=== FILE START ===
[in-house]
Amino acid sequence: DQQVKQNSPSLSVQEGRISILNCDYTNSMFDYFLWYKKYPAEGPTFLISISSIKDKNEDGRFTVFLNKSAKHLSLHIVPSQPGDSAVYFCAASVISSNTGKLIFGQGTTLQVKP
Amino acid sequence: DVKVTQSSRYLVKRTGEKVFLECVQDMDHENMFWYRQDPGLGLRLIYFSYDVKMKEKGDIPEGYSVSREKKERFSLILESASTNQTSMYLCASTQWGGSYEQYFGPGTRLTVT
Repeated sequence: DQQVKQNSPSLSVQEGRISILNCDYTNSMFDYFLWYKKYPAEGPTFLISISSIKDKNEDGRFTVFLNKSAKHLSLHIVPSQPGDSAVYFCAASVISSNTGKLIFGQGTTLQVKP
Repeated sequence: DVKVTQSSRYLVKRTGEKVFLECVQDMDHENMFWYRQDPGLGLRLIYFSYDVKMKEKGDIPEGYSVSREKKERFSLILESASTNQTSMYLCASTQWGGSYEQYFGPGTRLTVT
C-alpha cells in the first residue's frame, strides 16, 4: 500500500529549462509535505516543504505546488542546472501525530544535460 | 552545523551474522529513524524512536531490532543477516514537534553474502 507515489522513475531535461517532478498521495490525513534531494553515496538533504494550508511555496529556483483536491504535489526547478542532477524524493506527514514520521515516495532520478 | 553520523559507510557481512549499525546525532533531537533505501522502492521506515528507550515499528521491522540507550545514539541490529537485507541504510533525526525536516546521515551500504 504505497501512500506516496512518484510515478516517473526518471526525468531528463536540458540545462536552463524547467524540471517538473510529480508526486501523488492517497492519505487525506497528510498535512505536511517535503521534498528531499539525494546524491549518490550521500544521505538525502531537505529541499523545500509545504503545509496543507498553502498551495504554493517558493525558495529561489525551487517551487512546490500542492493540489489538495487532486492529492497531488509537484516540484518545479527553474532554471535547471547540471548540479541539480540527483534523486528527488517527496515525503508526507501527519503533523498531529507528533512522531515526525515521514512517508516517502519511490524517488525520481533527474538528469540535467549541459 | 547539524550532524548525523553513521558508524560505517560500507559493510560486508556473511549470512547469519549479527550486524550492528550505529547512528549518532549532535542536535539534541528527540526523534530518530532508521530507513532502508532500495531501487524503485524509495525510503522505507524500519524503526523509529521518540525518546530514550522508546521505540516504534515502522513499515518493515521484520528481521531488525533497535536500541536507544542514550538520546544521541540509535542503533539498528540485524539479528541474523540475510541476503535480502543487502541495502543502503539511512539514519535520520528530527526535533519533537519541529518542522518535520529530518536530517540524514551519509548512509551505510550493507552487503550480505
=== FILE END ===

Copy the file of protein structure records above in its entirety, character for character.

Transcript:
[in-house]
Amino acid sequence: DQQVKQNSPSLSVQEGRISILNCDYTNSMFDYFLWYKKYPAEGPTFLISISSIKDKNEDGRFTVFLNKSAKHLSLHIVPSQPGDSAVYFCAASVISSNTGKLIFGQGTTLQVKP
Amino acid sequence: DVKVTQSSRYLVKRTGEKVFLECVQDMDHENMFWYRQDPGLGLRLIYFSYDVKMKEKGDIPEGYSVSREKKERFSLILESASTNQTSMYLCASTQWGGSYEQYFGPGTRLTVT
Repeated sequence: DQQVKQNSPSLSVQEGRISILNCDYTNSMFDYFLWYKKYPAEGPTFLISISSIKDKNEDGRFTVFLNKSAKHLSLHIVPSQPGDSAVYFCAASVISSNTGKLIFGQGTTLQVKP
Repeated sequence: DVKVTQSSRYLVKRTGEKVFLECVQDMDHENMFWYRQDPGLGLRLIYFSYDVKMKEKGDIPEGYSVSREKKERFSLILESASTNQTSMYLCASTQWGGSYEQYFGPGTRLTVT
C-alpha cells in the first residue's frame, strides 16, 4: 500500500529549462509535505516543504505546488542546472501525530544535460 | 552545523551474522529513524524512536531490532543477516514537534553474502 507515489522513475531535461517532478498521495490525513534531494553515496538533504494550508511555496529556483483536491504535489526547478542532477524524493506527514514520521515516495532520478 | 553520523559507510557481512549499525546525532533531537533505501522502492521506515528507550515499528521491522540507550545514539541490529537485507541504510533525526525536516546521515551500504 504505497501512500506516496512518484510515478516517473526518471526525468531528463536540458540545462536552463524547467524540471517538473510529480508526486501523488492517497492519505487525506497528510498535512505536511517535503521534498528531499539525494546524491549518490550521500544521505538525502531537505529541499523545500509545504503545509496543507498553502498551495504554493517558493525558495529561489525551487517551487512546490500542492493540489489538495487532486492529492497531488509537484516540484518545479527553474532554471535547471547540471548540479541539480540527483534523486528527488517527496515525503508526507501527519503533523498531529507528533512522531515526525515521514512517508516517502519511490524517488525520481533527474538528469540535467549541459 | 547539524550532524548525523553513521558508524560505517560500507559493510560486508556473511549470512547469519549479527550486524550492528550505529547512528549518532549532535542536535539534541528527540526523534530518530532508521530507513532502508532500495531501487524503485524509495525510503522505507524500519524503526523509529521518540525518546530514550522508546521505540516504534515502522513499515518493515521484520528481521531488525533497535536500541536507544542514550538520546544521541540509535542503533539498528540485524539479528541474523540475510541476503535480502543487502541495502543502503539511512539514519535520520528530527526535533519533537519541529518542522518535520529530518536530517540524514551519509548512509551505510550493507552487503550480505